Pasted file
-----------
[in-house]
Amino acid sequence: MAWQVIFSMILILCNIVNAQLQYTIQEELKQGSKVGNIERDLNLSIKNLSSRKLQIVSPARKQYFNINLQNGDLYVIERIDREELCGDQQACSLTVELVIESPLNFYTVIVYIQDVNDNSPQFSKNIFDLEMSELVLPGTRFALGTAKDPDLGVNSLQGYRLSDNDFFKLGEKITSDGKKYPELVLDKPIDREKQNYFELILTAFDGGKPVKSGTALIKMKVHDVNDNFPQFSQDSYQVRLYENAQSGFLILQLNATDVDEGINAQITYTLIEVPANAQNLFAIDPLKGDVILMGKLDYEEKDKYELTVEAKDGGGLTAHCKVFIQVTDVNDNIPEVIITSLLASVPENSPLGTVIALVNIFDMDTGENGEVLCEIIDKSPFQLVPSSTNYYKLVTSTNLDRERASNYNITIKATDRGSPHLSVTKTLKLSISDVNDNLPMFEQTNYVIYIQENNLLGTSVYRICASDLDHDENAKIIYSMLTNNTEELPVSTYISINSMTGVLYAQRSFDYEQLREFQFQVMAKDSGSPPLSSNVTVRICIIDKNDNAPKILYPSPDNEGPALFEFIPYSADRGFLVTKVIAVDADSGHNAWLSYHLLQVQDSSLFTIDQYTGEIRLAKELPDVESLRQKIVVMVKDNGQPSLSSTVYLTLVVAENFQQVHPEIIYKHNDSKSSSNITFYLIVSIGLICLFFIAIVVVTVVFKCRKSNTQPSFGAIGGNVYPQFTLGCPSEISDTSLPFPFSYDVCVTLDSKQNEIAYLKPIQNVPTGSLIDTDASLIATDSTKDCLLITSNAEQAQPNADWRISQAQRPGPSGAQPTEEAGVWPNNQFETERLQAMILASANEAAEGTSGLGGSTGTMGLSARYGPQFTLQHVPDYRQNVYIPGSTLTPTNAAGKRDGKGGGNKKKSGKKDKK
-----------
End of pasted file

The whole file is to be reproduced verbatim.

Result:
[in-house]
Amino acid sequence: MAWQVIFSMILILCNIVNAQLQYTIQEELKQGSKVGNIERDLNLSIKNLSSRKLQIVSPARKQYFNINLQNGDLYVIERIDREELCGDQQACSLTVELVIESPLNFYTVIVYIQDVNDNSPQFSKNIFDLEMSELVLPGTRFALGTAKDPDLGVNSLQGYRLSDNDFFKLGEKITSDGKKYPELVLDKPIDREKQNYFELILTAFDGGKPVKSGTALIKMKVHDVNDNFPQFSQDSYQVRLYENAQSGFLILQLNATDVDEGINAQITYTLIEVPANAQNLFAIDPLKGDVILMGKLDYEEKDKYELTVEAKDGGGLTAHCKVFIQVTDVNDNIPEVIITSLLASVPENSPLGTVIALVNIFDMDTGENGEVLCEIIDKSPFQLVPSSTNYYKLVTSTNLDRERASNYNITIKATDRGSPHLSVTKTLKLSISDVNDNLPMFEQTNYVIYIQENNLLGTSVYRICASDLDHDENAKIIYSMLTNNTEELPVSTYISINSMTGVLYAQRSFDYEQLREFQFQVMAKDSGSPPLSSNVTVRICIIDKNDNAPKILYPSPDNEGPALFEFIPYSADRGFLVTKVIAVDADSGHNAWLSYHLLQVQDSSLFTIDQYTGEIRLAKELPDVESLRQKIVVMVKDNGQPSLSSTVYLTLVVAENFQQVHPEIIYKHNDSKSSSNITFYLIVSIGLICLFFIAIVVVTVVFKCRKSNTQPSFGAIGGNVYPQFTLGCPSEISDTSLPFPFSYDVCVTLDSKQNEIAYLKPIQNVPTGSLIDTDASLIATDSTKDCLLITSNAEQAQPNADWRISQAQRPGPSGAQPTEEAGVWPNNQFETERLQAMILASANEAAEGTSGLGGSTGTMGLSARYGPQFTLQHVPDYRQNVYIPGSTLTPTNAAGKRDGKGGGNKKKSGKKDKK